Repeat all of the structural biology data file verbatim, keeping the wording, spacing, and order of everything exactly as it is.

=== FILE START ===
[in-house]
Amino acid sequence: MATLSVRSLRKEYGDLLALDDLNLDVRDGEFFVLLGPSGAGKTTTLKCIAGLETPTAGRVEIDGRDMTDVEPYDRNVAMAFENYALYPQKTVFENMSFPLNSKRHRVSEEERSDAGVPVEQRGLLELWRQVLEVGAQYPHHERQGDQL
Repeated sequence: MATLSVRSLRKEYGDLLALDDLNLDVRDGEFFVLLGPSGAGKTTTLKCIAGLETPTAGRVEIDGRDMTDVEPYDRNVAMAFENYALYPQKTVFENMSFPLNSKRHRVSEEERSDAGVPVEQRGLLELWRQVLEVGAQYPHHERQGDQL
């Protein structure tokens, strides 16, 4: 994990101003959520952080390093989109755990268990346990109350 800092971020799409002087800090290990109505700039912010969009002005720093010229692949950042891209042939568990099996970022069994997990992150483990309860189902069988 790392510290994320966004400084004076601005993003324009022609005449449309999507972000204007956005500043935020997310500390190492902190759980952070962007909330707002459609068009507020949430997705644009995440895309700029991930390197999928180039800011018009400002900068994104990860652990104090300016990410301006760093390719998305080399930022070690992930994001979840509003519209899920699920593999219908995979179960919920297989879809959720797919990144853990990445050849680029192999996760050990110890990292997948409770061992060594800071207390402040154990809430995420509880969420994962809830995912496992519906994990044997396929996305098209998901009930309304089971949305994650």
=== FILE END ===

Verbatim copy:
[in-house]
Amino acid sequence: MATLSVRSLRKEYGDLLALDDLNLDVRDGEFFVLLGPSGAGKTTTLKCIAGLETPTAGRVEIDGRDMTDVEPYDRNVAMAFENYALYPQKTVFENMSFPLNSKRHRVSEEERSDAGVPVEQRGLLELWRQVLEVGAQYPHHERQGDQL
Repeated sequence: MATLSVRSLRKEYGDLLALDDLNLDVRDGEFFVLLGPSGAGKTTTLKCIAGLETPTAGRVEIDGRDMTDVEPYDRNVAMAFENYALYPQKTVFENMSFPLNSKRHRVSEEERSDAGVPVEQRGLLELWRQVLEVGAQYPHHERQGDQL
């Protein structure tokens, strides 16, 4: 994990101003959520952080390093989109755990268990346990109350 800092971020799409002087800090290990109505700039912010969009002005720093010229692949950042891209042939568990099996970022069994997990992150483990309860189902069988 790392510290994320966004400084004076601005993003324009022609005449449309999507972000204007956005500043935020997310500390190492902190759980952070962007909330707002459609068009507020949430997705644009995440895309700029991930390197999928180039800011018009400002900068994104990860652990104090300016990410301006760093390719998305080399930022070690992930994001979840509003519209899920699920593999219908995979179960919920297989879809959720797919990144853990990445050849680029192999996760050990110890990292997948409770061992060594800071207390402040154990809430995420509880969420994962809830995912496992519906994990044997396929996305098209998901009930309304089971949305994650």